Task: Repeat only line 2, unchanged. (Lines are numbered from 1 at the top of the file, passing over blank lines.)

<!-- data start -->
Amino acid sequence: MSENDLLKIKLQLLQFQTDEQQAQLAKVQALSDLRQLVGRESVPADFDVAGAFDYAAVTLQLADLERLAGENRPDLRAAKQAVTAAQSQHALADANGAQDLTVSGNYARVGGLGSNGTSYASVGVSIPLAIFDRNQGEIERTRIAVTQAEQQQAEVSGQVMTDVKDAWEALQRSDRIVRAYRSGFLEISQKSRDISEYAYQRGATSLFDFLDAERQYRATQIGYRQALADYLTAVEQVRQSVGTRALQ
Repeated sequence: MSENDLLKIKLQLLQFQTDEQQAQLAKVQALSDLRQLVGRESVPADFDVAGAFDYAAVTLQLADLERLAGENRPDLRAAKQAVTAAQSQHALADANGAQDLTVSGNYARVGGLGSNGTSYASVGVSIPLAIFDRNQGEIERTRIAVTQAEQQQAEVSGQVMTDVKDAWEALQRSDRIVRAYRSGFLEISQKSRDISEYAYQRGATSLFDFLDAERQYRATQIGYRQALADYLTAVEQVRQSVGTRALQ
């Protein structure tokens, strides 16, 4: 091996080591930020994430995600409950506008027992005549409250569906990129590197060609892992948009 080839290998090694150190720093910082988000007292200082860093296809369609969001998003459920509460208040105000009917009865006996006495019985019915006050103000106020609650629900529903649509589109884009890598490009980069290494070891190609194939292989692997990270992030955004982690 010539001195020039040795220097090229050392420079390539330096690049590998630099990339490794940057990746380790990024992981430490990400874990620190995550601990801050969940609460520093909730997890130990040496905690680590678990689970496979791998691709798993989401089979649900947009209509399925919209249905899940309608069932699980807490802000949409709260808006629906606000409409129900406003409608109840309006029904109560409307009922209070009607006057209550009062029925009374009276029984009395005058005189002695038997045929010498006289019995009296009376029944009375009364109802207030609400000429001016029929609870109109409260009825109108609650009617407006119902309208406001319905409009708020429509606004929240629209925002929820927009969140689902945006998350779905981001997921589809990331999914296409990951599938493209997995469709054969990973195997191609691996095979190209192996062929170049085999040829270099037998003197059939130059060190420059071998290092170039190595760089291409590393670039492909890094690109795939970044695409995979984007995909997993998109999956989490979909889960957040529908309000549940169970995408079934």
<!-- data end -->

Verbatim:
Repeated sequence: MSENDLLKIKLQLLQFQTDEQQAQLAKVQALSDLRQLVGRESVPADFDVAGAFDYAAVTLQLADLERLAGENRPDLRAAKQAVTAAQSQHALADANGAQDLTVSGNYARVGGLGSNGTSYASVGVSIPLAIFDRNQGEIERTRIAVTQAEQQQAEVSGQVMTDVKDAWEALQRSDRIVRAYRSGFLEISQKSRDISEYAYQRGATSLFDFLDAERQYRATQIGYRQALADYLTAVEQVRQSVGTRALQ